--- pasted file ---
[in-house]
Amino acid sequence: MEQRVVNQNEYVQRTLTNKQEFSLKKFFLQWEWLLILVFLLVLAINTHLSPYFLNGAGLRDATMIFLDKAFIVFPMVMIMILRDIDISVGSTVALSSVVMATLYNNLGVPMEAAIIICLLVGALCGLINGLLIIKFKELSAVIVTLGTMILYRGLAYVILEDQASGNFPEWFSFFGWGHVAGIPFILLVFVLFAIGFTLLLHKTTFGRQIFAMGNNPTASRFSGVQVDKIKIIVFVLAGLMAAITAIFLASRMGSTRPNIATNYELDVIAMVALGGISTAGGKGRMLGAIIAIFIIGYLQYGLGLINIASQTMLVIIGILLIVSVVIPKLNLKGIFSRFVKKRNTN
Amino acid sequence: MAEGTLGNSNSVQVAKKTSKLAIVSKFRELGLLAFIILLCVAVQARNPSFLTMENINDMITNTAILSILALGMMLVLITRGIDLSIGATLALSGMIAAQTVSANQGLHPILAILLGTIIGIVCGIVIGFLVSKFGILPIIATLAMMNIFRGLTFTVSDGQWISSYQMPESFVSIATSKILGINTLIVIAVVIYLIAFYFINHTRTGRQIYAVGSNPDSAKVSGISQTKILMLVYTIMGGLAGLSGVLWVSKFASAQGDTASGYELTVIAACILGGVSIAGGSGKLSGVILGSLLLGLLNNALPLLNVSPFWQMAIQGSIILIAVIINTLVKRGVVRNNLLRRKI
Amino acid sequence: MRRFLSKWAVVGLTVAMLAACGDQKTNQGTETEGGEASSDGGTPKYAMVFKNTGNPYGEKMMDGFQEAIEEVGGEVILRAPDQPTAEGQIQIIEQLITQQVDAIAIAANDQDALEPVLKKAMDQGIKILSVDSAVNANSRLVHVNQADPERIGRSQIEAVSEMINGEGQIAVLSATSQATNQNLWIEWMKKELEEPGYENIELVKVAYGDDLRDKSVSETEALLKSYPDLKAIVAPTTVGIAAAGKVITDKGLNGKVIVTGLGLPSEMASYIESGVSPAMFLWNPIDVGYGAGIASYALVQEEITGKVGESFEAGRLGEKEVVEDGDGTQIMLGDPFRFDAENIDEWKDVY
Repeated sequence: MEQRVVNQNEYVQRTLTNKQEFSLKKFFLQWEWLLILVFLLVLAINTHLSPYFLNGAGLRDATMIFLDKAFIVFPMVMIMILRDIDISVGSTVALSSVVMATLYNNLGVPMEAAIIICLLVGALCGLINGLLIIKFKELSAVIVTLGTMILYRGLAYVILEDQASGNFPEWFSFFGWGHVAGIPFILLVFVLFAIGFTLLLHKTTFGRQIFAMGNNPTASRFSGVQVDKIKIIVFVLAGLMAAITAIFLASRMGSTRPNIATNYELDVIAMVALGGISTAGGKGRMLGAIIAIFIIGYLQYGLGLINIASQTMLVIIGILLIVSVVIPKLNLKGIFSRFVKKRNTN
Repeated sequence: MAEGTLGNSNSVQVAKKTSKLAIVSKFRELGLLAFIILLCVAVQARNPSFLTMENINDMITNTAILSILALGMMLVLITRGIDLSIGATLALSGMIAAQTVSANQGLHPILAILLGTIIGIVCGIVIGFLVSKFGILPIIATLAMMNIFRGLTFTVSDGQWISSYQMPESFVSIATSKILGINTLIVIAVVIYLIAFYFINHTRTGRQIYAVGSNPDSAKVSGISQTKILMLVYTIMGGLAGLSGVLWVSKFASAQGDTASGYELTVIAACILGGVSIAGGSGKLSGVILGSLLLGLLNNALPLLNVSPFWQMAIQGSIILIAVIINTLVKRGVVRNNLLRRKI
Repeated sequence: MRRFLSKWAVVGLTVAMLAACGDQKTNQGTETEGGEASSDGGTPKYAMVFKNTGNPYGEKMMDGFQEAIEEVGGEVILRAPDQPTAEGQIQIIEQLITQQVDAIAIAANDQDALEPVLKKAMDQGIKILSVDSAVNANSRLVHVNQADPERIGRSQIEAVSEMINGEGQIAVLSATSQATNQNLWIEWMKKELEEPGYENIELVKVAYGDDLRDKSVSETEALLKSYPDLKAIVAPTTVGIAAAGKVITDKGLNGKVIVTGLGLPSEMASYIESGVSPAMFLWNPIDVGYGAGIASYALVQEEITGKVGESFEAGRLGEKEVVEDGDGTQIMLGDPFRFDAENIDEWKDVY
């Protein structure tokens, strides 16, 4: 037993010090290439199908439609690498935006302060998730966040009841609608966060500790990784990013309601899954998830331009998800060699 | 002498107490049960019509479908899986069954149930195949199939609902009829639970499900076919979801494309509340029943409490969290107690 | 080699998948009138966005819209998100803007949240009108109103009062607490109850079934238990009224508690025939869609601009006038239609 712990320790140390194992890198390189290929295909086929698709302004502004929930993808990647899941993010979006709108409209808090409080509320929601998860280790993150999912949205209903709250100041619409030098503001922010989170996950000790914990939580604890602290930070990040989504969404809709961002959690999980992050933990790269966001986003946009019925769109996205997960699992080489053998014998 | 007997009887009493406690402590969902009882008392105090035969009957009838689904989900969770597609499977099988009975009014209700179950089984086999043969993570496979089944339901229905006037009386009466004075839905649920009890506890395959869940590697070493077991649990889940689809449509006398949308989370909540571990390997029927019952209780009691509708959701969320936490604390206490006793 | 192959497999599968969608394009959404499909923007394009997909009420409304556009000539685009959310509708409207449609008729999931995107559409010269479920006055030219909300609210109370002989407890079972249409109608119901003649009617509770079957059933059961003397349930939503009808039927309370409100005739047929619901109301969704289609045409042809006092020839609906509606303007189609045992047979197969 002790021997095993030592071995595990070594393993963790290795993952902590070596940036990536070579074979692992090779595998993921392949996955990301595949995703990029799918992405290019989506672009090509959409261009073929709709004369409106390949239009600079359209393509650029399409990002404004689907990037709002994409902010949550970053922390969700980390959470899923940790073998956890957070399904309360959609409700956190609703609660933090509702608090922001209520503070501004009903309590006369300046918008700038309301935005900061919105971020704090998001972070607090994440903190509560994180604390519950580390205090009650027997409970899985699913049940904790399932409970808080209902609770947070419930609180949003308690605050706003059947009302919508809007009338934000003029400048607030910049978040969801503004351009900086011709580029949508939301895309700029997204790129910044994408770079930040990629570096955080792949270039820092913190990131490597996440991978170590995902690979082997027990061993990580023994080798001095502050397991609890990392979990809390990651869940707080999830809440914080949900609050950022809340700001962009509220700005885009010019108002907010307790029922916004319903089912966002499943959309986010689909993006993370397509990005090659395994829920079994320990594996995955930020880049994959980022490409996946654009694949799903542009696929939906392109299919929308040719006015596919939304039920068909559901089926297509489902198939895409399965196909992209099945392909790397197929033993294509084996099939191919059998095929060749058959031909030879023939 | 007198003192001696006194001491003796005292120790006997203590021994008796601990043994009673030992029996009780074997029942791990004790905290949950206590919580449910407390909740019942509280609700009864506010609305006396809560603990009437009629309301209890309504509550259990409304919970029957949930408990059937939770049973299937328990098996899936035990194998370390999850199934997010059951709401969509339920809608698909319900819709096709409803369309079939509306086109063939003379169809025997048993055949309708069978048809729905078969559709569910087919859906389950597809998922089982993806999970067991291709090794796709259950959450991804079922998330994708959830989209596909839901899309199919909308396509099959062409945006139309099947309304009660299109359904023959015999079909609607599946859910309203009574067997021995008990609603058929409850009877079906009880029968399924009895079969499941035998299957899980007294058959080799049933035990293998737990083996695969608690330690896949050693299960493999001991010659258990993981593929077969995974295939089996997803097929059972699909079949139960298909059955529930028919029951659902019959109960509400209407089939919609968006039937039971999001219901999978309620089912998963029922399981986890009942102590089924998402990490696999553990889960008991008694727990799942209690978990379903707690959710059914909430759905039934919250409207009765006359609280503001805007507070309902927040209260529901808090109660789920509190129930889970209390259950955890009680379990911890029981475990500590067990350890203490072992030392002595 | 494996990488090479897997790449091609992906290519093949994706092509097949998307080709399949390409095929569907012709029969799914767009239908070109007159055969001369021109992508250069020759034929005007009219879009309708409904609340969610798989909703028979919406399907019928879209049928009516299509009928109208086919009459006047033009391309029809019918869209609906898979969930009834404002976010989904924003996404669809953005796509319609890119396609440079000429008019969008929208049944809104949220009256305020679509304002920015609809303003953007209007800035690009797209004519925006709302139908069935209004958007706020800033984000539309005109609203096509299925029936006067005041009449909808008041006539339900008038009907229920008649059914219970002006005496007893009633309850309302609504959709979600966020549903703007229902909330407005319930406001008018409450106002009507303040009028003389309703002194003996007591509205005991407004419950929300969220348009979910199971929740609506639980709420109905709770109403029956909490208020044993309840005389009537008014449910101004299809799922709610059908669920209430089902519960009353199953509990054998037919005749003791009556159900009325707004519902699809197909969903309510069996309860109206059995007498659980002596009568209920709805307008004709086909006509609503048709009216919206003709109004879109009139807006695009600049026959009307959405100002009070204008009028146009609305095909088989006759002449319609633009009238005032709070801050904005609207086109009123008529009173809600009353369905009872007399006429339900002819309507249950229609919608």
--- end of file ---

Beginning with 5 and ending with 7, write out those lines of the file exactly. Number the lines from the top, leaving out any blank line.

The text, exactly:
Repeated sequence: MEQRVVNQNEYVQRTLTNKQEFSLKKFFLQWEWLLILVFLLVLAINTHLSPYFLNGAGLRDATMIFLDKAFIVFPMVMIMILRDIDISVGSTVALSSVVMATLYNNLGVPMEAAIIICLLVGALCGLINGLLIIKFKELSAVIVTLGTMILYRGLAYVILEDQASGNFPEWFSFFGWGHVAGIPFILLVFVLFAIGFTLLLHKTTFGRQIFAMGNNPTASRFSGVQVDKIKIIVFVLAGLMAAITAIFLASRMGSTRPNIATNYELDVIAMVALGGISTAGGKGRMLGAIIAIFIIGYLQYGLGLINIASQTMLVIIGILLIVSVVIPKLNLKGIFSRFVKKRNTN
Repeated sequence: MAEGTLGNSNSVQVAKKTSKLAIVSKFRELGLLAFIILLCVAVQARNPSFLTMENINDMITNTAILSILALGMMLVLITRGIDLSIGATLALSGMIAAQTVSANQGLHPILAILLGTIIGIVCGIVIGFLVSKFGILPIIATLAMMNIFRGLTFTVSDGQWISSYQMPESFVSIATSKILGINTLIVIAVVIYLIAFYFINHTRTGRQIYAVGSNPDSAKVSGISQTKILMLVYTIMGGLAGLSGVLWVSKFASAQGDTASGYELTVIAACILGGVSIAGGSGKLSGVILGSLLLGLLNNALPLLNVSPFWQMAIQGSIILIAVIINTLVKRGVVRNNLLRRKI
Repeated sequence: MRRFLSKWAVVGLTVAMLAACGDQKTNQGTETEGGEASSDGGTPKYAMVFKNTGNPYGEKMMDGFQEAIEEVGGEVILRAPDQPTAEGQIQIIEQLITQQVDAIAIAANDQDALEPVLKKAMDQGIKILSVDSAVNANSRLVHVNQADPERIGRSQIEAVSEMINGEGQIAVLSATSQATNQNLWIEWMKKELEEPGYENIELVKVAYGDDLRDKSVSETEALLKSYPDLKAIVAPTTVGIAAAGKVITDKGLNGKVIVTGLGLPSEMASYIESGVSPAMFLWNPIDVGYGAGIASYALVQEEITGKVGESFEAGRLGEKEVVEDGDGTQIMLGDPFRFDAENIDEWKDVY